- The factors the PCAOB will evaluate and the documents and information it will consider when assessing whether a determination is warranted;
- The form, public availability, effective date, and duration of such determinations; and
- The process by which the PCAOB can modify or vacate its determinations.
Comments are due July 12, 2021.
FASB issues standard clarifying the issuer’s accounting for certain modifications of freestanding equity-classified written call options
The FASB issued an Accounting Standards Update (ASU) that is intended to clarify an issuer’s accounting for certain modifications or exchanges of freestanding equity-classified written call options (for example, warrants) that remain equity classified after modification or exchange. The ASU provides guidance on how an issuer would measure and recognize the effect of these transactions. Specifically, it provides a principles-based framework to determine whether an issuer should recognize the modification or exchange as an adjustment to equity or as an expense.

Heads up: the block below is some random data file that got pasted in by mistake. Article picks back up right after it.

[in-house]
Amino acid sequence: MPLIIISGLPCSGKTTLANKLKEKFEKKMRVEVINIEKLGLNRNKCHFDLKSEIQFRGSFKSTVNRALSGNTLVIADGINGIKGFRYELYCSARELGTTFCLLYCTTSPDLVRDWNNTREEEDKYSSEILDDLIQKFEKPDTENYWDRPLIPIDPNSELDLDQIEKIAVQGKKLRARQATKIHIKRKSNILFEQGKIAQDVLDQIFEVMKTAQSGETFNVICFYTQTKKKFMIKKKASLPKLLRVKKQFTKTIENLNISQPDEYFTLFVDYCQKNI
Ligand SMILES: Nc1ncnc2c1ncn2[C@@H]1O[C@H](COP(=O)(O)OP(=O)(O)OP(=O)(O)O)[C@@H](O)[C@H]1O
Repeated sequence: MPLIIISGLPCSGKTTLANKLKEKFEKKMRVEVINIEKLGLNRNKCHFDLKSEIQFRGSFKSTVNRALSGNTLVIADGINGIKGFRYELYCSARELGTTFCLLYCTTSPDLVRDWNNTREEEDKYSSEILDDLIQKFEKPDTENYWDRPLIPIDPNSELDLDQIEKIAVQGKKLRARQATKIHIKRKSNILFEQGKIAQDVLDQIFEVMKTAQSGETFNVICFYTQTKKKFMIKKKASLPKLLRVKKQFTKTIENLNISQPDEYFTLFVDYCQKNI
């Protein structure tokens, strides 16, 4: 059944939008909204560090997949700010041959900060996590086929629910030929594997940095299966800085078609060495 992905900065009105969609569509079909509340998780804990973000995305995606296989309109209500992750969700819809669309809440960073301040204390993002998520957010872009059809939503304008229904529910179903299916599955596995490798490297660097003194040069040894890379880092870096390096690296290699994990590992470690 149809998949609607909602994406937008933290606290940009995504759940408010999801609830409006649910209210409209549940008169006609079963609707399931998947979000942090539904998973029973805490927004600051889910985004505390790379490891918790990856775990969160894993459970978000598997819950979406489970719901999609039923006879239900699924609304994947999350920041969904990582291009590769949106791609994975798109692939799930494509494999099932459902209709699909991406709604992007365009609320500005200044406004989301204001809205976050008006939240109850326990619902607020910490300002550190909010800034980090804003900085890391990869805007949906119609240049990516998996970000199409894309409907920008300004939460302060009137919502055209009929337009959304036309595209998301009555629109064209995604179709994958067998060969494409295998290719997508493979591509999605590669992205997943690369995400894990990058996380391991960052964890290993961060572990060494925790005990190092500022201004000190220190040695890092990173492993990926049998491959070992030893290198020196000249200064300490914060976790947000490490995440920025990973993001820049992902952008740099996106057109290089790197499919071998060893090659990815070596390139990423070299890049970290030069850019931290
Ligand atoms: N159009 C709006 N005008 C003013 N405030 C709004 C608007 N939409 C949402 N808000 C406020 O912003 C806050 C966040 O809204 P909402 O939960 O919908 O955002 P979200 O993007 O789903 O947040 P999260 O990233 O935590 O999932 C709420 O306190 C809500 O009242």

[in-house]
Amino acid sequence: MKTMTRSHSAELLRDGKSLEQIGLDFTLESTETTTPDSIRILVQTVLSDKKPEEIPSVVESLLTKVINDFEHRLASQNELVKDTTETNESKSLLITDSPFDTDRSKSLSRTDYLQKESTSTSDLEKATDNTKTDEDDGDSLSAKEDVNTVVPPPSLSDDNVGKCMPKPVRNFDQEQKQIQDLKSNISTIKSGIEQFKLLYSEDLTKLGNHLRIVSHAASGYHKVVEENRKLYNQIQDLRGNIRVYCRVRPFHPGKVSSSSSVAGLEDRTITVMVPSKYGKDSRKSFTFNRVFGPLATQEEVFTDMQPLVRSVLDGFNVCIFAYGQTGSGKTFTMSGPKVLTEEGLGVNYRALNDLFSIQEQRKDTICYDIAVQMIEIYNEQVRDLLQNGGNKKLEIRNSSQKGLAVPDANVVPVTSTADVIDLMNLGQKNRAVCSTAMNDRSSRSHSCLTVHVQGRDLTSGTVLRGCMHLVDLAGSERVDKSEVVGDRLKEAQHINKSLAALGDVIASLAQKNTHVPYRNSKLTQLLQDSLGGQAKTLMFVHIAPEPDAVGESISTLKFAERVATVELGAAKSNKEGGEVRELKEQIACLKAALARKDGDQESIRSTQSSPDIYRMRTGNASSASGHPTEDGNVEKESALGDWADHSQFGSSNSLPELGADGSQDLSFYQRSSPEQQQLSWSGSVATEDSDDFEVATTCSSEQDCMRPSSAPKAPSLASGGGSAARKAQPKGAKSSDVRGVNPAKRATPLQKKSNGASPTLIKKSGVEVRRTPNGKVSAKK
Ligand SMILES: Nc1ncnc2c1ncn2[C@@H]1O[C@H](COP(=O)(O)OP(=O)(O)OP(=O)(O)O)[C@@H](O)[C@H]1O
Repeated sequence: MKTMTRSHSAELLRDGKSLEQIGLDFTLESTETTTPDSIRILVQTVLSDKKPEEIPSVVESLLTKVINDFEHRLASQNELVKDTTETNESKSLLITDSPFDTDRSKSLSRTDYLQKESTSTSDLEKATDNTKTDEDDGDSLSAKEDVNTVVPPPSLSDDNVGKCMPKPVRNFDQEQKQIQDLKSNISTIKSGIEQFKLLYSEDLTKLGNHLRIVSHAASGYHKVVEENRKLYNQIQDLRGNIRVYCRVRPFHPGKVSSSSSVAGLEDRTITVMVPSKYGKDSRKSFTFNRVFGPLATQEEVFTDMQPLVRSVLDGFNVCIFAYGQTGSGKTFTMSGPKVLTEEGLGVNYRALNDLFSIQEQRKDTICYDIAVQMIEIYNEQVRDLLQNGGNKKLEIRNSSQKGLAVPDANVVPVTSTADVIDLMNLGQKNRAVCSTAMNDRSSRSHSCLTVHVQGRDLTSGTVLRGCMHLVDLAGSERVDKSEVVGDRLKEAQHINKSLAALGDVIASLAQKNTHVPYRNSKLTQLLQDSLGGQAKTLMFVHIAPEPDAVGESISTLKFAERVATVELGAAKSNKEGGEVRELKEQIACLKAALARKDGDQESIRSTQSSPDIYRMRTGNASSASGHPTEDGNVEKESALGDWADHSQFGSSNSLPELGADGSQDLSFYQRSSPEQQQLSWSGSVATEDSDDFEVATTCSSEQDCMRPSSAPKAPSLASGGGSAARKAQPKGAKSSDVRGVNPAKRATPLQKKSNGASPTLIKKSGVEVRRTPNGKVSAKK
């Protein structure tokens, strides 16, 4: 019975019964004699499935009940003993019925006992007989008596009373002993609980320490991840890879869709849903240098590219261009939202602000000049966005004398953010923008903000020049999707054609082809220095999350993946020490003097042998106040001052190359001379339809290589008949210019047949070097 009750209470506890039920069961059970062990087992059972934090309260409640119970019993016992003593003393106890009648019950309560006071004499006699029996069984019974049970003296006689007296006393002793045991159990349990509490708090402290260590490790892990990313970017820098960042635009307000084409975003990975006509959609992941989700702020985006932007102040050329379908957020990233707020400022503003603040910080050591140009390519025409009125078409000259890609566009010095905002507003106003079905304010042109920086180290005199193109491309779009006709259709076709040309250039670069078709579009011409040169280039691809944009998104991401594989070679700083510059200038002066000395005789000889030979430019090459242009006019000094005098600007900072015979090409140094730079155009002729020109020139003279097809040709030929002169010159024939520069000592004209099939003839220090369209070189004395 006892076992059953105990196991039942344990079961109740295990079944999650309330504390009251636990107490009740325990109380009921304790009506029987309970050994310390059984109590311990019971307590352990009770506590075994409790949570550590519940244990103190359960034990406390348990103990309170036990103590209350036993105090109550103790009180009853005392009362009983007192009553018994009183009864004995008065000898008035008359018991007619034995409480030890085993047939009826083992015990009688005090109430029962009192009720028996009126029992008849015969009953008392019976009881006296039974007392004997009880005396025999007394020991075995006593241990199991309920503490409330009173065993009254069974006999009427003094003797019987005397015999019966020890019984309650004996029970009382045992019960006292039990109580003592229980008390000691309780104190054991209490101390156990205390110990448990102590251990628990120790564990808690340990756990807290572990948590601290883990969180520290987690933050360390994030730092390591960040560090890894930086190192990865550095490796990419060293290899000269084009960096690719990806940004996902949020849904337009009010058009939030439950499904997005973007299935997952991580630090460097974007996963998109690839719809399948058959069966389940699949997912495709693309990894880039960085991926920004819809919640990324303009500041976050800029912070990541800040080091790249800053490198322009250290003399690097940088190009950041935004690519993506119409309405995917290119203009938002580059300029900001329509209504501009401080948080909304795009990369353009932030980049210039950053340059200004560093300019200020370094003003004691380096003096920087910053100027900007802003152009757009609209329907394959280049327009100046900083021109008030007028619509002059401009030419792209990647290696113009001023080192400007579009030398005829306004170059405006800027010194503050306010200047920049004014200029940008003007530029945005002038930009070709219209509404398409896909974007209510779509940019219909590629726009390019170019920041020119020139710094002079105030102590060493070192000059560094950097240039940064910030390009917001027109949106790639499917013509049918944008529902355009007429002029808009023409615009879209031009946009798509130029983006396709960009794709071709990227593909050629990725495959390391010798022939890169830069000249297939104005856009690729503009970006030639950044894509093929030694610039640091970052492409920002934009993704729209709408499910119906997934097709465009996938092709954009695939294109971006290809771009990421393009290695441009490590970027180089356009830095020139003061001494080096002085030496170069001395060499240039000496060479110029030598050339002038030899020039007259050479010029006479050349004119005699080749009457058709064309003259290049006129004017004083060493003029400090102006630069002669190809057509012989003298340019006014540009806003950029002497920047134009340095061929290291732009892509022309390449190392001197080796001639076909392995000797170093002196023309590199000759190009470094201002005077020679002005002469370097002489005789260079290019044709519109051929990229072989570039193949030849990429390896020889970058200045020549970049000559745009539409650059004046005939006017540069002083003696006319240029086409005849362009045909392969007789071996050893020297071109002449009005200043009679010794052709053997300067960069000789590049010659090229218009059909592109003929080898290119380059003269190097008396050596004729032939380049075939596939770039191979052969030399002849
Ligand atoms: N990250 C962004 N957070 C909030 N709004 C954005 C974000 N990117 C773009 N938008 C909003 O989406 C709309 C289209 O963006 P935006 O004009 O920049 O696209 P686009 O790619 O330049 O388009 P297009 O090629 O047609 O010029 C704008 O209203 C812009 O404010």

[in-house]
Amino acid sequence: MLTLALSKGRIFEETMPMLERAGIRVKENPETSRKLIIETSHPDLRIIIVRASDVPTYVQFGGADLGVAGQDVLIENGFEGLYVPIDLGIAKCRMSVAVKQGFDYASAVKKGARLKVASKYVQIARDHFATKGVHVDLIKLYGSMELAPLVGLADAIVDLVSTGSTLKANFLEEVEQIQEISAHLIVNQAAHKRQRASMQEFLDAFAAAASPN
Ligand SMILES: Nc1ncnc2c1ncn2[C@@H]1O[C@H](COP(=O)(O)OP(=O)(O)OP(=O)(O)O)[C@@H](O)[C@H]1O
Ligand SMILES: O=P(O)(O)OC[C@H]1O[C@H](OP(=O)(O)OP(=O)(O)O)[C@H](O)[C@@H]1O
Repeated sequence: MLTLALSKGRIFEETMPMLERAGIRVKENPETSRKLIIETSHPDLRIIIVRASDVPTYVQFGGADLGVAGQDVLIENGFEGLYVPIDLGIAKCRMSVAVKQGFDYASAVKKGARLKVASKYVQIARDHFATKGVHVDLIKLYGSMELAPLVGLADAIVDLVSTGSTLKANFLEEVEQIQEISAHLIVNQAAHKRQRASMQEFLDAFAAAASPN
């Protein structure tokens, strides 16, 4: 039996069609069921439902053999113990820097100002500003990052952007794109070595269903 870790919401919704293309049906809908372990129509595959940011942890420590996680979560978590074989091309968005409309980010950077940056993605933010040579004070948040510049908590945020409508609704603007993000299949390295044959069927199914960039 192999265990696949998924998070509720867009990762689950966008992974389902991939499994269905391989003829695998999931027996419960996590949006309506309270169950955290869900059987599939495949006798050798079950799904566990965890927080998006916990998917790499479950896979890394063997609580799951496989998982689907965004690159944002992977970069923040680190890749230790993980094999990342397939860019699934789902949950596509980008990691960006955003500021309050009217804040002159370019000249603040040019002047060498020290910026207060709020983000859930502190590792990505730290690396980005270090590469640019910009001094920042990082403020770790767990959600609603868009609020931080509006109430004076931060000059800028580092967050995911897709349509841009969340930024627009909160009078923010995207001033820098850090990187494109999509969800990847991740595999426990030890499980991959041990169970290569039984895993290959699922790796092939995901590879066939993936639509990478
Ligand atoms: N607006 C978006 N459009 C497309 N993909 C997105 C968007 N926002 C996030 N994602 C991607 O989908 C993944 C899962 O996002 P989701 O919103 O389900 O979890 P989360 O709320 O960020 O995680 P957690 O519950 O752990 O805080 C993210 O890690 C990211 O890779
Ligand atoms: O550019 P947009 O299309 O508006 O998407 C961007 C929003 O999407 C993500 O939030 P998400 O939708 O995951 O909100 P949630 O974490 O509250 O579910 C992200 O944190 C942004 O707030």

FASB proposes to improve and expand hedge accounting
The FASB issued a proposed ASU intended to better align hedge accounting with an organization’s risk management strategies. The proposed ASU would expand the current single-layer model to allow multiple-layer hedges in certain situations. Additionally, the proposed ASU endeavors to clarify what are eligible hedging instruments in a single-layer strategy, provide additional guidance on the accounting for and disclosure of fair value hedge basis adjustments that would be applicable to both the current single-layer model and the proposed multiple-layer model, and indicate how fair value hedge basis adjustments should be considered when determining credit losses for the assets included in the closed portfolio.